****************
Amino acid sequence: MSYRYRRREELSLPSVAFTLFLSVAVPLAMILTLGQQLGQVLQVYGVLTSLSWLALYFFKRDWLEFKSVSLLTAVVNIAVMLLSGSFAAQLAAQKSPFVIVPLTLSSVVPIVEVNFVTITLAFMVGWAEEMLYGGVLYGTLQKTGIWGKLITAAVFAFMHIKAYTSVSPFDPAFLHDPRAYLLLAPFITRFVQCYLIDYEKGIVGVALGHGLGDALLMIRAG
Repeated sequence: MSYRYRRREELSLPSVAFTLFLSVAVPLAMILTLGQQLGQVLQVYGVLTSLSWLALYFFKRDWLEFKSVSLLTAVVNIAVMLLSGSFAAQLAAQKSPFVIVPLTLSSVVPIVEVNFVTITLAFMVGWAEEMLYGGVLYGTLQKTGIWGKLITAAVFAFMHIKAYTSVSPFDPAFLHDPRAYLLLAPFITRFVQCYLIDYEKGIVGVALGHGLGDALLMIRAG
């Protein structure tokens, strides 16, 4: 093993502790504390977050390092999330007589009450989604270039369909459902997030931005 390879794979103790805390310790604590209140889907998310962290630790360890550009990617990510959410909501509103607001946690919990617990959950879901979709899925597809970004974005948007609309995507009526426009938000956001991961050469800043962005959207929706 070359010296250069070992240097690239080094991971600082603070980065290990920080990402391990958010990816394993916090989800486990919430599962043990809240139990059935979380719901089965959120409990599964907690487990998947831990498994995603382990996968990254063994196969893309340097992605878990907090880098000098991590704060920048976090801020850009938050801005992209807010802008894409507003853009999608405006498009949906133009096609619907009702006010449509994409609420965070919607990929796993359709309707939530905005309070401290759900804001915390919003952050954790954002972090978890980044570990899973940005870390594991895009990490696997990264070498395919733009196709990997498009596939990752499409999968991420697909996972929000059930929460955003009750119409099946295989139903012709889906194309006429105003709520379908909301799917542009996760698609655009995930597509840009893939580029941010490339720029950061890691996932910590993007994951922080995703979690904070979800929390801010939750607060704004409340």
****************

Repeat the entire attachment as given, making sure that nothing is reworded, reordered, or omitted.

Amino acid sequence: MSYRYRRREELSLPSVAFTLFLSVAVPLAMILTLGQQLGQVLQVYGVLTSLSWLALYFFKRDWLEFKSVSLLTAVVNIAVMLLSGSFAAQLAAQKSPFVIVPLTLSSVVPIVEVNFVTITLAFMVGWAEEMLYGGVLYGTLQKTGIWGKLITAAVFAFMHIKAYTSVSPFDPAFLHDPRAYLLLAPFITRFVQCYLIDYEKGIVGVALGHGLGDALLMIRAG
Repeated sequence: MSYRYRRREELSLPSVAFTLFLSVAVPLAMILTLGQQLGQVLQVYGVLTSLSWLALYFFKRDWLEFKSVSLLTAVVNIAVMLLSGSFAAQLAAQKSPFVIVPLTLSSVVPIVEVNFVTITLAFMVGWAEEMLYGGVLYGTLQKTGIWGKLITAAVFAFMHIKAYTSVSPFDPAFLHDPRAYLLLAPFITRFVQCYLIDYEKGIVGVALGHGLGDALLMIRAG
């Protein structure tokens, strides 16, 4: 093993502790504390977050390092999330007589009450989604270039369909459902997030931005 390879794979103790805390310790604590209140889907998310962290630790360890550009990617990510959410909501509103607001946690919990617990959950879901979709899925597809970004974005948007609309995507009526426009938000956001991961050469800043962005959207929706 070359010296250069070992240097690239080094991971600082603070980065290990920080990402391990958010990816394993916090989800486990919430599962043990809240139990059935979380719901089965959120409990599964907690487990998947831990498994995603382990996968990254063994196969893309340097992605878990907090880098000098991590704060920048976090801020850009938050801005992209807010802008894409507003853009999608405006498009949906133009096609619907009702006010449509994409609420965070919607990929796993359709309707939530905005309070401290759900804001915390919003952050954790954002972090978890980044570990899973940005870390594991895009990490696997990264070498395919733009196709990997498009596939990752499409999968991420697909996972929000059930929460955003009750119409099946295989139903012709889906194309006429105003709520379908909301799917542009996760698609655009995930597509840009893939580029941010490339720029950061890691996932910590993007994951922080995703979690904070979800929390801010939750607060704004409340």